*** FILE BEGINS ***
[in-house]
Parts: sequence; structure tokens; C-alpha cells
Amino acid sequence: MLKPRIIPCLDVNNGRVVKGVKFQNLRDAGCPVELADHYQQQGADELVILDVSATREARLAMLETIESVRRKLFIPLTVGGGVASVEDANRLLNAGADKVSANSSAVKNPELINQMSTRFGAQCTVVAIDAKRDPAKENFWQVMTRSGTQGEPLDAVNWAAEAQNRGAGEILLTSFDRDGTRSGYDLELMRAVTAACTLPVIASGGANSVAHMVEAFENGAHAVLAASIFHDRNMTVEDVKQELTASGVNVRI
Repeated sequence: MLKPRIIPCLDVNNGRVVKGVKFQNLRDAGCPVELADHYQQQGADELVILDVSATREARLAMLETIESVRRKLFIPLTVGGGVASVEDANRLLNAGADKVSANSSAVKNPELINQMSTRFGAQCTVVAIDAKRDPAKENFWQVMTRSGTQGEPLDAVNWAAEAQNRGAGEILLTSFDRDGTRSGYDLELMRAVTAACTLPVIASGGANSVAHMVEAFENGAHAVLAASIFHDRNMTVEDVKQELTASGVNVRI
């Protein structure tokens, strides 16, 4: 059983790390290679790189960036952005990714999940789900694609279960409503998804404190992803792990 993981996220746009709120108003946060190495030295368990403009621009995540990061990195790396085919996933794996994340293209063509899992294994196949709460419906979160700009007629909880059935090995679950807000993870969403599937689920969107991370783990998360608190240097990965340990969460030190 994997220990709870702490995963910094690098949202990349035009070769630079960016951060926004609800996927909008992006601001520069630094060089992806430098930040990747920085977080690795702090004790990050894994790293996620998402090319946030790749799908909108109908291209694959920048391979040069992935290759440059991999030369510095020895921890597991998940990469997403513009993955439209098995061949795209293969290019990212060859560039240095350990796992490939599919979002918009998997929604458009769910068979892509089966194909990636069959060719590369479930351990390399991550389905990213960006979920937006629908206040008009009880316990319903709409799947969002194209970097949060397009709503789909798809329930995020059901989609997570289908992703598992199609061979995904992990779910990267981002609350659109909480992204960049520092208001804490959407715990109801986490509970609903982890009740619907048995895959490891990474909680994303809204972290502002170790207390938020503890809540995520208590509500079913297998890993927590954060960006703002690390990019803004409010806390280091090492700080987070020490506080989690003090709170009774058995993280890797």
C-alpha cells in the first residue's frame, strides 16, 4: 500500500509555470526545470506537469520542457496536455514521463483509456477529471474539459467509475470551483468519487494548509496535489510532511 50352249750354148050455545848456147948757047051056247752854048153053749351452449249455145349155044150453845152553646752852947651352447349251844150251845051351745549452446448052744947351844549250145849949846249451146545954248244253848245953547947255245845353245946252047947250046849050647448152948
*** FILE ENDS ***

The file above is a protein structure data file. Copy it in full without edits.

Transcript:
[in-house]
Parts: sequence; structure tokens; C-alpha cells
Amino acid sequence: MLKPRIIPCLDVNNGRVVKGVKFQNLRDAGCPVELADHYQQQGADELVILDVSATREARLAMLETIESVRRKLFIPLTVGGGVASVEDANRLLNAGADKVSANSSAVKNPELINQMSTRFGAQCTVVAIDAKRDPAKENFWQVMTRSGTQGEPLDAVNWAAEAQNRGAGEILLTSFDRDGTRSGYDLELMRAVTAACTLPVIASGGANSVAHMVEAFENGAHAVLAASIFHDRNMTVEDVKQELTASGVNVRI
Repeated sequence: MLKPRIIPCLDVNNGRVVKGVKFQNLRDAGCPVELADHYQQQGADELVILDVSATREARLAMLETIESVRRKLFIPLTVGGGVASVEDANRLLNAGADKVSANSSAVKNPELINQMSTRFGAQCTVVAIDAKRDPAKENFWQVMTRSGTQGEPLDAVNWAAEAQNRGAGEILLTSFDRDGTRSGYDLELMRAVTAACTLPVIASGGANSVAHMVEAFENGAHAVLAASIFHDRNMTVEDVKQELTASGVNVRI
């Protein structure tokens, strides 16, 4: 059983790390290679790189960036952005990714999940789900694609279960409503998804404190992803792990 993981996220746009709120108003946060190495030295368990403009621009995540990061990195790396085919996933794996994340293209063509899992294994196949709460419906979160700009007629909880059935090995679950807000993870969403599937689920969107991370783990998360608190240097990965340990969460030190 994997220990709870702490995963910094690098949202990349035009070769630079960016951060926004609800996927909008992006601001520069630094060089992806430098930040990747920085977080690795702090004790990050894994790293996620998402090319946030790749799908909108109908291209694959920048391979040069992935290759440059991999030369510095020895921890597991998940990469997403513009993955439209098995061949795209293969290019990212060859560039240095350990796992490939599919979002918009998997929604458009769910068979892509089966194909990636069959060719590369479930351990390399991550389905990213960006979920937006629908206040008009009880316990319903709409799947969002194209970097949060397009709503789909798809329930995020059901989609997570289908992703598992199609061979995904992990779910990267981002609350659109909480992204960049520092208001804490959407715990109801986490509970609903982890009740619907048995895959490891990474909680994303809204972290502002170790207390938020503890809540995520208590509500079913297998890993927590954060960006703002690390990019803004409010806390280091090492700080987070020490506080989690003090709170009774058995993280890797």
C-alpha cells in the first residue's frame, strides 16, 4: 500500500509555470526545470506537469520542457496536455514521463483509456477529471474539459467509475470551483468519487494548509496535489510532511 50352249750354148050455545848456147948757047051056247752854048153053749351452449249455145349155044150453845152553646752852947651352447349251844150251845051351745549452446448052744947351844549250145849949846249451146545954248244253848245953547947255245845353245946252047947250046849050647448152948